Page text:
By removing walls and ceilings from three bedrooms, a Chapel was made in the north of the House. Its first service was Holy Communion on Easter Day 1951.
Lee Abbey just kept growing. We built new community accommodation with the Annexes and Garden Lodge in 1955, a house to take the diesel generator in 1958, more bungalows for married community in 1959, and Tower Lodge in 1960. Lee Cottage become ours in 1961, and more single rooms for community men were built in 1966. Finally, by 1967 we had mains electricity. 1968 saw more new guest rooms, and the laundry and playroom. In 1969 more single rooms were added in the garage under the flat. The Kitchen as we know it appeared in 1974, and the Dining Room grew as well! 1978 brought us a new farm, a thanksgiving gift by an anonymous donor, and a Community kitchen, lounge and TV room. On 6 June 1983, Lee Abbey’s 37th anniversary, the Archbishop of Canterbury opened the Preston Room, a new conference room opposite Reception.
In a lime storehouse next to the lime kilns beneath the Beach Chalet, Ley Chapel (or the Beach Chapel) was opened by Denis Wakeling, then Chairman of the Lee Abbey Council and Bishop of Southwell.
After this, building carried on, with ‘The Moos’ created as accommodation for Community, and a lift put into the House.
Guest room refurbishment began, and several 3-bedded rooms became twins with en suite facilities.
Lee Abbey’s largest new venture, The Beacon Youth & Outdoor Activity Centre, opened in May 2004. Using the shell of the old dairy barn, this facility harnesses the unique location for a completely new purpose, namely activity holidays for not-necessarily-Christian groups of young people. With the Beacon, Lee Abbey is once again taking a bold step of faith in a new direction.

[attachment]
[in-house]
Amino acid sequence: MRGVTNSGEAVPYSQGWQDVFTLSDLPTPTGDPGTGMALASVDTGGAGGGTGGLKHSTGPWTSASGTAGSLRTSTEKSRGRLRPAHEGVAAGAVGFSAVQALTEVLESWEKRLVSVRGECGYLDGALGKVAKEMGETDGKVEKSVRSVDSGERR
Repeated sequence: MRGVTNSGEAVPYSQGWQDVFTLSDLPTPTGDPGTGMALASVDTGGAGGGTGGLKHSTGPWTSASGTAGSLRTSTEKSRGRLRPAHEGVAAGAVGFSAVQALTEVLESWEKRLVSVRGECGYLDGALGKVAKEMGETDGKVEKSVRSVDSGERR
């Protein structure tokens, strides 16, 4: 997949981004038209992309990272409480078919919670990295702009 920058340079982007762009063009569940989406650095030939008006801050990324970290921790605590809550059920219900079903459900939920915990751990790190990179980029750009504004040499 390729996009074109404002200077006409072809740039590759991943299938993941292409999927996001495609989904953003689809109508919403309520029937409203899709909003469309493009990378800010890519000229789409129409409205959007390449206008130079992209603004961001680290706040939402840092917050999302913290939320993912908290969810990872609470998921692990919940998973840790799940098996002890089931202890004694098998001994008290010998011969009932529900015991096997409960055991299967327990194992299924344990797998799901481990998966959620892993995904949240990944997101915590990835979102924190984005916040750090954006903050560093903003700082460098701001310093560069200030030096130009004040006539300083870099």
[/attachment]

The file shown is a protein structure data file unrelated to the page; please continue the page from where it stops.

A new Youth and Children’s Suite of rooms and facilities was opened as part of the ‘Towards Tomorrow’ project, and has provided a great base for activities since then. The team now also works closely with the Beacon to offer the best of both to as many as possible.
A much-needed upgrade to a whole block of Community rooms was completed at the Moos, providing capacity and good quality rooms for those who volunteer their time at Lee Abbey.
Long-awaited by many guests, the Dining Room was finally extended and redecorated – so eating meals is now lighter, airier and less cramped than before. The Kitchen had a refit as well, with new floor, wall coverings and equipment.
The House was closed for the winter of 2015-16 for a large scale renovation which resulted in a bright new Reception area, steps removed from corridors for better wheelchair access, wide-ranging redecoration, rewiring and replumbing, and best of all — a whole host of upgraded en-suite rooms.
Today is not the end, of course, of the story of this House, this estate and most importantly the people and their God who inhabit it.